Breaking Up Is Good to Do: Adding FMC to My Picks Portfolio

06/12/2014 5:20 pm EST

Focus: STOCKS

Jim Jubak

Founder and Editor, JubakPicks.com

Given the fact that it's currently a very difficult time to find reasonably priced stocks with decent growth stories, MoneyShow's Jim Jubak suggests looking at restructuring stories instead, like this one he's set his sights on.

US stock prices are at, or near, record highs. US and global growth is forecast to be sluggish, with the World Bank on June 11 lowering its forecast for growth in 2014 to 2.8% from 3.2%.

Certainly it's a tough time to find stocks that seem reasonably priced and that yet have better than average growth stories. One place to look is at company-specific restructuring stories that will bring out the value of the company's exposure to significant sector-specific growth trends.

I think that describes my pick today for my Jubak's Picks portfolio.

FMC (FMC) is a confusing mix of pesticides, herbicides, health and nutrition, soda ash, and lithium. That's made it hard for the company to command any kind of a premium valuation—if you liked the company's pesticides business, for example, did you really want to own the soda ash mining unit? And if you liked the growth prospects in the lithium business, did you like it as much as purer (but not pure) plays such as Sociedad Quimica y Minera de Chile (SQM)?

But on March 10, the company announced that sometime in the first quarter of 2015 it would split into two companies with pre-split shareholders receiving shares in both of the resulting companies.

The first company, so far known as New FMC, will contain the pesticide, herbicide, and nutrition businesses. The second company, so far known as FMC Minerals, will own the soda ash and lithium units.

New FMC is getting a fast growing agricultural chemicals business (74% of sales at New FMC) that is leveraged to the expanding agricultural production of Brazil. Latin America accounts for about 55% of sales for the agricultural chemicals business. Planted acreage for crops such as soybeans is projected by Credit Suisse to grow by 2.5% to 3% a year for the next few years. (Most of this expansion will come from the conversion of grazing land and not Brazil's rain forests, according to Credit Suisse.) Demand in Brazil for agricultural chemicals has tended to grow at five to six times the expansion in acreage, thanks to a climate that allows for multiple crops during a year and that lacks the cold weather that kills off bugs and weeds. Margins in the current agricultural chemicals business have ranged from 24% to 26%, which is higher than at most competitors. Sales growth that has averaged 20% annually, but that looks likely to drop to 15% in 2014, is higher than for any competitor besides Monsanto (MON). Sales at Monsanto are projected to grow by 16% in 2014; growth at Syngenta (SYT) and DuPont (DD) is projected at 5.2% and 5.5%, respectively in 2014. The current trailing-12-month PE for Monsanto is 24.2 and the forward PE on projected earnings for the fiscal year that ends in August 2014 is 23.1. FMC's trailing PE ratio is 22.1 and its forward ratio is 17.5 for the year that ends in December 2014.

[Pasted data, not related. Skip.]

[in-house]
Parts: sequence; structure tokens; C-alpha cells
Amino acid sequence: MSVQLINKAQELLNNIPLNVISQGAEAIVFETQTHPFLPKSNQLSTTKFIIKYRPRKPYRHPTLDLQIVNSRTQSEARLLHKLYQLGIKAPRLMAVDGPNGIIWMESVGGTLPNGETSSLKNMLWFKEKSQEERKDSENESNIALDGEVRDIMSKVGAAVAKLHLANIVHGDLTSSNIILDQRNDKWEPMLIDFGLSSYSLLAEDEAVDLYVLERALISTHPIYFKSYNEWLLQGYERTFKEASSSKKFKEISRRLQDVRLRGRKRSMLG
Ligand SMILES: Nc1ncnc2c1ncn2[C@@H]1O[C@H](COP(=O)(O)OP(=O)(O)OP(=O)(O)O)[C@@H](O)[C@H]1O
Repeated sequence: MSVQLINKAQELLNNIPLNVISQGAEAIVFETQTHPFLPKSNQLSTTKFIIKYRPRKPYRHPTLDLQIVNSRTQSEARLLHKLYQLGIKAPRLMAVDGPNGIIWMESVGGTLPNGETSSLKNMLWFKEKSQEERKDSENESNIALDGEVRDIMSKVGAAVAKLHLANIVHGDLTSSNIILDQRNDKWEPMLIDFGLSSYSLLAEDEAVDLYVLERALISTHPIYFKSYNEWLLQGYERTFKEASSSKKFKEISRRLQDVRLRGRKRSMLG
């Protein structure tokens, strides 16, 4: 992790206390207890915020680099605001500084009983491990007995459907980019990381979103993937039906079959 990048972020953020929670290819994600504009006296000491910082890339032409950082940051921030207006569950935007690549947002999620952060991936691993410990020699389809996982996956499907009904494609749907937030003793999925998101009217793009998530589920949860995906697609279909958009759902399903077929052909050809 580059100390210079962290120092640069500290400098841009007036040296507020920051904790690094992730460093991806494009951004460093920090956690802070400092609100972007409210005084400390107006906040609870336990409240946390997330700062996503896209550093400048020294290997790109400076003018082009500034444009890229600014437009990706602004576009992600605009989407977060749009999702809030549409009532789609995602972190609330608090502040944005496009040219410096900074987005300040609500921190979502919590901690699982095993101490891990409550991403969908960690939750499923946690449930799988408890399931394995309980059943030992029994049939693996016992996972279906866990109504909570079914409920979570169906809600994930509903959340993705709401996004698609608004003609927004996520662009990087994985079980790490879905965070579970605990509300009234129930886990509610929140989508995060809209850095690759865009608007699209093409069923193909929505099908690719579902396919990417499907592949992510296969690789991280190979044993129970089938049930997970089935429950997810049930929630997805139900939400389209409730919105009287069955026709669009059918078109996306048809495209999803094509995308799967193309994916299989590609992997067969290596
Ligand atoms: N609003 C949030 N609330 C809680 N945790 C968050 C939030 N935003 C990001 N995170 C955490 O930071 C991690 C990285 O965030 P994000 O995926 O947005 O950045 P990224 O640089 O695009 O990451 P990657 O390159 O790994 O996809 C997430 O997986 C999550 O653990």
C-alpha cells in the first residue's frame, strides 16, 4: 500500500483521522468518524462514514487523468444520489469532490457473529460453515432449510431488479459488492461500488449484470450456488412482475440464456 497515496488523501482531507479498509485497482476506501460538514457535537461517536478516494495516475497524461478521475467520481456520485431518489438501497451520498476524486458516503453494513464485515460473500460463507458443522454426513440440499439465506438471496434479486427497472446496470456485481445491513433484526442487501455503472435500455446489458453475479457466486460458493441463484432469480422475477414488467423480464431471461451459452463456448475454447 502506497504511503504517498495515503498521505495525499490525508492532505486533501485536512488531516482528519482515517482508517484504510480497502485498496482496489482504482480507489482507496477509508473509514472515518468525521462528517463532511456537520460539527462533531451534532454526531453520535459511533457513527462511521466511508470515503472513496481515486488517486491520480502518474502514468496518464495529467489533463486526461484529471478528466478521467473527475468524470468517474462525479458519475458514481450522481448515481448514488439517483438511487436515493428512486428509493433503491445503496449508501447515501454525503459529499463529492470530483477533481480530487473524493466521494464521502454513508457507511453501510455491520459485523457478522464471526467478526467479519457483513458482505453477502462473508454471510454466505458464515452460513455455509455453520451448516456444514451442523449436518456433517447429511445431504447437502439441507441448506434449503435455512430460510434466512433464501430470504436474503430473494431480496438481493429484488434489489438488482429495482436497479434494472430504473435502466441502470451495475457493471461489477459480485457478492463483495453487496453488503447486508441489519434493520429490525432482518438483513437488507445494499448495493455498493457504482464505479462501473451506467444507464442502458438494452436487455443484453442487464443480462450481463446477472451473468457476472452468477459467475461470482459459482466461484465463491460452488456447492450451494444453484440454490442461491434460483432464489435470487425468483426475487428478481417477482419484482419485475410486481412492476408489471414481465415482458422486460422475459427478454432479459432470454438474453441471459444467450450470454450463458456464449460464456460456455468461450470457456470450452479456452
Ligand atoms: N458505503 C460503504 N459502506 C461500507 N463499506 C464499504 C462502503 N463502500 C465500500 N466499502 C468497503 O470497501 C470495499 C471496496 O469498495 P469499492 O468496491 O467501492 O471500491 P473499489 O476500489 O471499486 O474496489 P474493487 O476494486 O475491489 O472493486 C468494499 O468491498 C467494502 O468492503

The nutrition and health business—26% of current sales—that will also go into New FMC supplies functional ingredients such as the stabilizers carrageenan and pectin, and natural colorants to the food and pharmaceutical sectors. With the 2013 acquisition of Epax, FMC moved into the nutritional supplement market (Omega-3 from fish oils). Sales in the nutrition and health business are forecast to grow by 18% in 2014 thanks to the Epax acquisition before settling into a longer trend at 8%, or so.

The bulk of revenue (77%) in FMC Minerals will come from the slow growing soda ash business. (Soda ash is used to make glass and to adjust the pH in detergents.) It's a cyclical market that has averaged 2% to 3% growth over recent cycles.

FMC is the third largest lithium producer by revenue-behind SQM and Rockwood Holdings (ROC). The market for lithium in energy storage devices (batteries) made up about 29% of lithium sales at FMC in 2013. The battery market for lithium is projected to grow by 10% to 15% for the next few years, according to Credit Suisse, and then accelerate with growth in the market for electric cars and for storage in wind and other sources of renewable energy. Thanks to an expansion in lithium capacity, and to an end to production problems, lithium earnings at FMC are projected to increase by 15% to 20% in 2015 from 2014 levels.

It's always hard to predict how investors will react to a restructuring that turns one very confusing company into two simpler and more focused ones. I think it's reasonable to think that New FMC will receive something like the 17.5 forward PE now accorded Syngenta, or perhaps a little higher. The PE for FMC Minerals is likely to be some mix of a low 10 to 11 PE for the soda ash unit and a 20, or so, PE for the faster growing lithium business. That works out to a sum of the parts valuation of $95—which is my target price of early 2015. That's 23% higher than the June 12 closing price of $76.96.

Full disclosure: I don't own shares of any of the companies mentioned in this post in my personal portfolio. When in 2010 I started the mutual fund I managed, Jubak Global Equity Fund, I liquidated all my individual stock holdings and put the money into the fund. The fund shut its doors at the end of May and my personal portfolio is now in cash. I anticipate putting those funds to work in the market over the next few months and when I do I'll disclose my positions here.

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